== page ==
Day 2 – What Does It Mean to Judge?

Today I am reading James 2.  There’s so much speaking to me in this chapter that I can barely process it in one day.  I am beginning to wonder if I need to split up things and focus on part of the chapter at a time or if I need to continue chunking in this way…..or maybe I need to go back and rethink my whole approach.  I feel like I’m in way over my head. This does not bode well for my year to already be overwhelmed and questioning my ability to tackle this challenge on day 2.

But…..I will keep going for now.  My focus for today is James 2:4, “Have you not then made distinctions among yourselves and become judges with evil thoughts.”  and I’m going to combine that with James 2:9, “But if you show partiality, you are committing sin and are convicted by the law as transgressors.”  I think these two verses….at least the way I’m interpreting them…..are similar.

There have been so many times in my life where I have thrown around the verse, “Judge not lest ye be judged,” (Matthew 7:1) just to get people off my back.  I’ve wanted to go my own way, do my own thing and didn’t like when I was held accountable by others.  I also don’t like confrontation, if I’m going to be honest.  Therefore, I would use this verse to bypass my responsibilities as a friend, mentor, teacher to hold others accountable.  But perhaps I’ve looked at judging in an altogether incorrect way…..or maybe there’s more than one way to interpret the idea of judging.

My previous way of interpreting and understand judging is based on actions.  At one time I would have defined judging as deciding who was right or wrong based on their actions.  But how could that be an altogether bad thing?  That’s what I’m called to do as a teacher and a parent.

Perhaps the real problem is making judgments based on identity.  We make judgments and assumptions on others’ worth based on their identity…..and many times these identity values are based on appearances……what we wear, how “male” or “female” we act/look, tattoos, piercings, long hair, short hair, clean, or dirty. Obviously, we identify ourselves based on these appearances, but our identity or the way others identify us goes beyond that.  Christian, Wicca, Atheist, Catholic, Protestant, Agnostic, Muslim, Black, White, Hispanic, Asian, American, Scottish, Shiite, French, Canadian, Soldier, Teacher, Doctor, Janitor, Preacher, Stay-at-home Parent, Liberal, Conservative, Alcoholic, Addict, Sinner, Saint, Man, Woman, Rich, Poor, Educated, Uneducated, Divorced, Married, Jock, Nerd, Homosexual, Heterosexual, …… they are all labels.  And as we read or hear each of these labels, we get a mental picture of what these “look” like or what they “act” like.  They are judgments.  And within these pictures, we began to go beyond classifying or categorizing.  We begin prioritizing.  We begin to value some above others.

Perhaps the thinking is subconscious or perhaps we outright recognize it, but it goes something like this…….Christians are good.  They are kind, compassionate, and try to be like Jesus.  I’m a Christian.  Yay, me!  But an Atheist is someone who must have no moral compass since he/she doesn’t believe in God.  He/she doesn’t try to be like Jesus….therefore they are bad.  Boo, Atheists.  Agnostics are just confused.  Poor, poor Agnostics.  They don’t know what to believe so their moral compass just spins.  They have no clear direction.  I feel bad for the Agnostics.  And this mindset isn’t reserved just for Christians.  It can be duplicated in the minds of the Agnostics or the Atheists…..and so on and so on.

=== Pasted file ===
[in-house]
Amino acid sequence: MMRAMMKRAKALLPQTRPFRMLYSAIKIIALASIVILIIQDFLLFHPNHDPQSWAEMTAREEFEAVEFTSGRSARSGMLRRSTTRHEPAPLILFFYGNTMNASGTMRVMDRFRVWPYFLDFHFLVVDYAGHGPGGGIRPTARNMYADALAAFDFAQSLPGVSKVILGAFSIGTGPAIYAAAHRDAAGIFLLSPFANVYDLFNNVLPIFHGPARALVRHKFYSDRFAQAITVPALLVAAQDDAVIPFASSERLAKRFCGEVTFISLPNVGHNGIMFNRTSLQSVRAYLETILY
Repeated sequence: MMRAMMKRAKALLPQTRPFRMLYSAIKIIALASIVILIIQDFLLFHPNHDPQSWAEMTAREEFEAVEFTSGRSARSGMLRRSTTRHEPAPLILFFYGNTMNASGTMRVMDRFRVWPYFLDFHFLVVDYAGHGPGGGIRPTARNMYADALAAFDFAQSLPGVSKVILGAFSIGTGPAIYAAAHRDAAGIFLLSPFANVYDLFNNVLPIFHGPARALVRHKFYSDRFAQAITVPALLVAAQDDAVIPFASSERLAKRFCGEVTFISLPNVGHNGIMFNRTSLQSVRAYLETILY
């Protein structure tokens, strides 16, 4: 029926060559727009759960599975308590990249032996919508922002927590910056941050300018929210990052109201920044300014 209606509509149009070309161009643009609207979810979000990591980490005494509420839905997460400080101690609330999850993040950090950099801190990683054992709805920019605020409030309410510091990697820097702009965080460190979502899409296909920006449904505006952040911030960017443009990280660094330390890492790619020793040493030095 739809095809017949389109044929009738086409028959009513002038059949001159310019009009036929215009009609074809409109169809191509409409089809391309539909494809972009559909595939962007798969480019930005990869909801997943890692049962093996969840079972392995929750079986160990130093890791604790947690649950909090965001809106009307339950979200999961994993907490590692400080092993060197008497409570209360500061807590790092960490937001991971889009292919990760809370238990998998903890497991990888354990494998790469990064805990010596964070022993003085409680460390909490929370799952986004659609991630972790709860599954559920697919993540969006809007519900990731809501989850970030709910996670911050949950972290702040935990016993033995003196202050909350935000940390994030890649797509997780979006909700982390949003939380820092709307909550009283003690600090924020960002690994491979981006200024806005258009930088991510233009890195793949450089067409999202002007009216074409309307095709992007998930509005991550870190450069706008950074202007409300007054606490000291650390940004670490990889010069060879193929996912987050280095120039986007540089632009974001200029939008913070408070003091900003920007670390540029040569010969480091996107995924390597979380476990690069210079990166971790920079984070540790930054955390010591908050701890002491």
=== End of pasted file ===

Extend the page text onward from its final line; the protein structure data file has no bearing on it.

My example is hyperbolic, but the underlying judgments are still there. It boils down to this:  I am good.  You are bad.  I pity you.  And in most cases, we don’t even realize this is our thinking. So I think James is telling us we need to look at people without labels.

Hold up…..I don’t mean the Utopian, Kumbaya, we’re all colorblind kind of thinking.  There is a time for identity.  Identity isn’t bad…until we use it to prioritize and fail to see the uniqueness behind the person…..until we put more value on that identity than we do on the person.

Christ is in all of us.  I truly believe that.  It’s totally okay if you don’t believe in Christ.  I still believe Christ is in you.  And that’s why I think you are awesome and wonderful.  And here’s the thing……I think Christ is in me. (the saint part) But I also think I am unkind, irreverent, arrogant, boastful. (the sinner part).  I am both those terrible and wonderful things.  And so are you.  It’s not as if the balance of saint to sinner varies based on whether your are homosexual or heterosexual, Pagan or Christian, millionaire or homeless, alcoholic or one who doesn’t drink.  My only responsibility is to look at you — and especially treat you — with the same amount of respect and dignity that I treat myself or others like me.  It’s easy to treat those who look and act like me with respect and dignity, but how easy is it to treat someone totally different from me that way?

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